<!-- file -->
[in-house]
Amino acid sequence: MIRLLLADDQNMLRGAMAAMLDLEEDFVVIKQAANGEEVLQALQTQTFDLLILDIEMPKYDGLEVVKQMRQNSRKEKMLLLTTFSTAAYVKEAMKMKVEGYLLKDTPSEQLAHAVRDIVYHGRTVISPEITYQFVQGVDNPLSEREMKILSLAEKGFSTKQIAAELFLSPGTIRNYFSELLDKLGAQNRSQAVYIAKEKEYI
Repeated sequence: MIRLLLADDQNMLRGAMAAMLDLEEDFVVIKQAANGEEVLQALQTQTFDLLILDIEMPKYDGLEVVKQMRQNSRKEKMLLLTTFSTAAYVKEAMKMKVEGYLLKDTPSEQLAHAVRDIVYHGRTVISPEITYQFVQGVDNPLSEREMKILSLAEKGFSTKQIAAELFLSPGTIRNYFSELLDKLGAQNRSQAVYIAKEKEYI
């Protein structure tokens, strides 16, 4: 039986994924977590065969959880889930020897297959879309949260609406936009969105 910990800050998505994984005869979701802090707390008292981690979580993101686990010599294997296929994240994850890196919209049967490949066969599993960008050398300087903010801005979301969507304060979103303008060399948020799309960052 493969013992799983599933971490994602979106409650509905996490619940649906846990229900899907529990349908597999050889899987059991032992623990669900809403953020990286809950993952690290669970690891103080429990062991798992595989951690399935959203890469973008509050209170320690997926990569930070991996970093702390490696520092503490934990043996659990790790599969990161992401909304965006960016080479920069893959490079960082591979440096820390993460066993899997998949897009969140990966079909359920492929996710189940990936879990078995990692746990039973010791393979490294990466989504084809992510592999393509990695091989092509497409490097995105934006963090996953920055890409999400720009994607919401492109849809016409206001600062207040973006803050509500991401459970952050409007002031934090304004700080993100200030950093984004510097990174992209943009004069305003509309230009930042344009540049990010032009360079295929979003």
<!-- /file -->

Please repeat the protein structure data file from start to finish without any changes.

[in-house]
Amino acid sequence: MIRLLLADDQNMLRGAMAAMLDLEEDFVVIKQAANGEEVLQALQTQTFDLLILDIEMPKYDGLEVVKQMRQNSRKEKMLLLTTFSTAAYVKEAMKMKVEGYLLKDTPSEQLAHAVRDIVYHGRTVISPEITYQFVQGVDNPLSEREMKILSLAEKGFSTKQIAAELFLSPGTIRNYFSELLDKLGAQNRSQAVYIAKEKEYI
Repeated sequence: MIRLLLADDQNMLRGAMAAMLDLEEDFVVIKQAANGEEVLQALQTQTFDLLILDIEMPKYDGLEVVKQMRQNSRKEKMLLLTTFSTAAYVKEAMKMKVEGYLLKDTPSEQLAHAVRDIVYHGRTVISPEITYQFVQGVDNPLSEREMKILSLAEKGFSTKQIAAELFLSPGTIRNYFSELLDKLGAQNRSQAVYIAKEKEYI
């Protein structure tokens, strides 16, 4: 039986994924977590065969959880889930020897297959879309949260609406936009969105 910990800050998505994984005869979701802090707390008292981690979580993101686990010599294997296929994240994850890196919209049967490949066969599993960008050398300087903010801005979301969507304060979103303008060399948020799309960052 493969013992799983599933971490994602979106409650509905996490619940649906846990229900899907529990349908597999050889899987059991032992623990669900809403953020990286809950993952690290669970690891103080429990062991798992595989951690399935959203890469973008509050209170320690997926990569930070991996970093702390490696520092503490934990043996659990790790599969990161992401909304965006960016080479920069893959490079960082591979440096820390993460066993899997998949897009969140990966079909359920492929996710189940990936879990078995990692746990039973010791393979490294990466989504084809992510592999393509990695091989092509497409490097995105934006963090996953920055890409999400720009994607919401492109849809016409206001600062207040973006803050509500991401459970952050409007002031934090304004700080993100200030950093984004510097990174992209943009004069305003509309230009930042344009540049990010032009360079295929979003």